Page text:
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A Few More Questions About Allowed HTML Tags

Documentation has fallen behind a bit. There appear now to be five levels of HTML:

1) "Default permissions" - has a list of about 20 HTML tags, most of which appear to match up to the minimal installation of the TMC Editor.    Use of the HTML editor to place HTML tags while writing a new post generates the "Invalid HTML" error trap, and the tags are typically turned into text equivalents (e.g., ">"). However, writing a post in the RTE, then opening it in the HTML editor, allows manipulation of default HTML tags. This behavior is sometimes hard to predict.

2) "Simple HTML" - adds the IMG tag with attributes. We set this permission to "Deny" for basic users, given that our community began almost exclusively as a support community for end-users. I have wondered if the unpredictable behavior around the default tag set has anything to do with this setting.

3) "Use HTML which can embed third party content" - Not documented. This really needs to be fully documented. Use of tags like <EMBED>, <OBJECT>,<IFRAME> etc., opens major security risks like cross-site scripting. Even with algorithms built into today's browsers that detect and suppress cross-site scripting, one can hardly be too careful. While the TMC Editor suppresses JavaScript, there's plenty of other malicious content that can be embedded into a post, even if it isn't dynamic.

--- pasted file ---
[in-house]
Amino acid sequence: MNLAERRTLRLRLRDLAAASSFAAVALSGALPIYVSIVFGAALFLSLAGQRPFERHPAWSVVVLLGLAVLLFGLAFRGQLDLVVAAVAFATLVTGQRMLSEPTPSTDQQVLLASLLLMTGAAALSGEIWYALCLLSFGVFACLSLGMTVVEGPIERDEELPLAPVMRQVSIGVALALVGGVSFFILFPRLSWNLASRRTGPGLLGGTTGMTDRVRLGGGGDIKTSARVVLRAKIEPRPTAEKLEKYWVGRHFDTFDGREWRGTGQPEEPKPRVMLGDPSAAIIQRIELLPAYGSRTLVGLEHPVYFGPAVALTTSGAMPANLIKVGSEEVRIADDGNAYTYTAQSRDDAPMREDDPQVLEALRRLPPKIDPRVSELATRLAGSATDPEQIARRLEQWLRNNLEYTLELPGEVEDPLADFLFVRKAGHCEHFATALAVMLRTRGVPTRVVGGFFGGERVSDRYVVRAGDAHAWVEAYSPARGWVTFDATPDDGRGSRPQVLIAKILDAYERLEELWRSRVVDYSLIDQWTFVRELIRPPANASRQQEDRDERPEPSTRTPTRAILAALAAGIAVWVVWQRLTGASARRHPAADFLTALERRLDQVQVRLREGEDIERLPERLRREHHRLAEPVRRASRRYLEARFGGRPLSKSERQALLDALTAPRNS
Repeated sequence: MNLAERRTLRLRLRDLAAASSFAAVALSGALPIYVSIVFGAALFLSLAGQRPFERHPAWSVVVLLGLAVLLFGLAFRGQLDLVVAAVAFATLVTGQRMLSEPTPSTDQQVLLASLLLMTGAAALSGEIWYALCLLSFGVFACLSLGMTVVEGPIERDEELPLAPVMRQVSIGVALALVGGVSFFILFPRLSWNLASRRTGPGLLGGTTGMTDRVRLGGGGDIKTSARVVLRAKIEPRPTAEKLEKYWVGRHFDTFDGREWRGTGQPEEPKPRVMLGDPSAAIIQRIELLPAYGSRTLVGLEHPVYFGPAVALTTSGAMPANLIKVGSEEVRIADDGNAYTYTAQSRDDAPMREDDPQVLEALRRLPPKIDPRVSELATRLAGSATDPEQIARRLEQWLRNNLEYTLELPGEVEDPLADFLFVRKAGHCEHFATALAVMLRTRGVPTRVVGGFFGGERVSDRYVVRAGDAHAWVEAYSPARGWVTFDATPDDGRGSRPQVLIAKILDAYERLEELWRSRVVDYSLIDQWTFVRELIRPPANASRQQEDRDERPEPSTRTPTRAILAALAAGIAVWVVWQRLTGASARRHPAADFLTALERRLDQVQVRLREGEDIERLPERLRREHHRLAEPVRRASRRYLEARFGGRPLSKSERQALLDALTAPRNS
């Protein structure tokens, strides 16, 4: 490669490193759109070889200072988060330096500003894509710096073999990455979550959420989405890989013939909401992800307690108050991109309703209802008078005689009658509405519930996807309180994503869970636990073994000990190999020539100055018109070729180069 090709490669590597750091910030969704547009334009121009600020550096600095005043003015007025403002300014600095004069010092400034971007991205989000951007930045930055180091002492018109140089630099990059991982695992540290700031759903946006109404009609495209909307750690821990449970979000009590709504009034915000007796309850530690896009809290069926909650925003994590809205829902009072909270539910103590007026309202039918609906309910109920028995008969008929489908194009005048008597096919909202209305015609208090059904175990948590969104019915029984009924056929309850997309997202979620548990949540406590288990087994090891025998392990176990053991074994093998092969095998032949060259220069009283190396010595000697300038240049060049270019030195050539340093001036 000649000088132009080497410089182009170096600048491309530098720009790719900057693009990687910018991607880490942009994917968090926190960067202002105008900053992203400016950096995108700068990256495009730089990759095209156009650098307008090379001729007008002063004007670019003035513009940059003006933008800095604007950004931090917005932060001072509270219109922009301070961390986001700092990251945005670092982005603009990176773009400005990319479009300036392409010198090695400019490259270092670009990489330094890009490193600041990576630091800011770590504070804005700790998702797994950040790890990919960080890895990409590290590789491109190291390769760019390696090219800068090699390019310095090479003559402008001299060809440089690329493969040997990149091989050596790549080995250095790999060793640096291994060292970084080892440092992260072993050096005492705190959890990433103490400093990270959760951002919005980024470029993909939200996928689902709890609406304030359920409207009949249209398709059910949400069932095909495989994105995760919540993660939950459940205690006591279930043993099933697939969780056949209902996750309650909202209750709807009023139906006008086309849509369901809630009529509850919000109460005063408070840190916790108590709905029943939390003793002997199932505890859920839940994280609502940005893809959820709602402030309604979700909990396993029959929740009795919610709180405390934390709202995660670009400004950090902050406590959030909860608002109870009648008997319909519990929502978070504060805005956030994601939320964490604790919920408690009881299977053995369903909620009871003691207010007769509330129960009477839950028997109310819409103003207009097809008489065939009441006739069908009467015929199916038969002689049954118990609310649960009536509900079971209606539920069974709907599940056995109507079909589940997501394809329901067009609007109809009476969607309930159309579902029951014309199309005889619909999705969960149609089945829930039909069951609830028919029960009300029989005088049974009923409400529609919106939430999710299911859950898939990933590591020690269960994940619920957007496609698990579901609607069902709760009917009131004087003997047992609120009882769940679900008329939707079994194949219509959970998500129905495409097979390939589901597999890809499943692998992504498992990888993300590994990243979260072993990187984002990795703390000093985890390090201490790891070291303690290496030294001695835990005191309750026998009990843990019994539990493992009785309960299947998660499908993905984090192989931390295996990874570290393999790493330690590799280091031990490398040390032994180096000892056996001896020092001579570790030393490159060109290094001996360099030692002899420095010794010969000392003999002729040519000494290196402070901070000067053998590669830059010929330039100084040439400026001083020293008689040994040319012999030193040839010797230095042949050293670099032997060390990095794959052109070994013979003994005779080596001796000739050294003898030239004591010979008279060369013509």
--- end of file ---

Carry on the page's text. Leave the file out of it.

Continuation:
4) "Advanced HTML" - thanks to CarolineS for the reminder. How is this different from the "embed third party content" version?

5) "Full HTML" - Trying to figure out how this is different from the previous two items. Since it isn't documented in, it's not obvious what is the difference.


So the major question is, Why is 3 defaulted to "Grant", while 4 is defaulted to "Deny"?

A corollary question is, Why does the HTML editor even appear on discussion boards, when use of Simple HTML is denied for forums?


2 Replies 2

Don't forget "Advanced HTML" as well, which I think would be yet another category of HTML - see for details on what that is.

Thanks, you're right. We really need a matrix that defines each term, not just in terms of exactly which tags are involved, but also the interactions between variations at various nodes.


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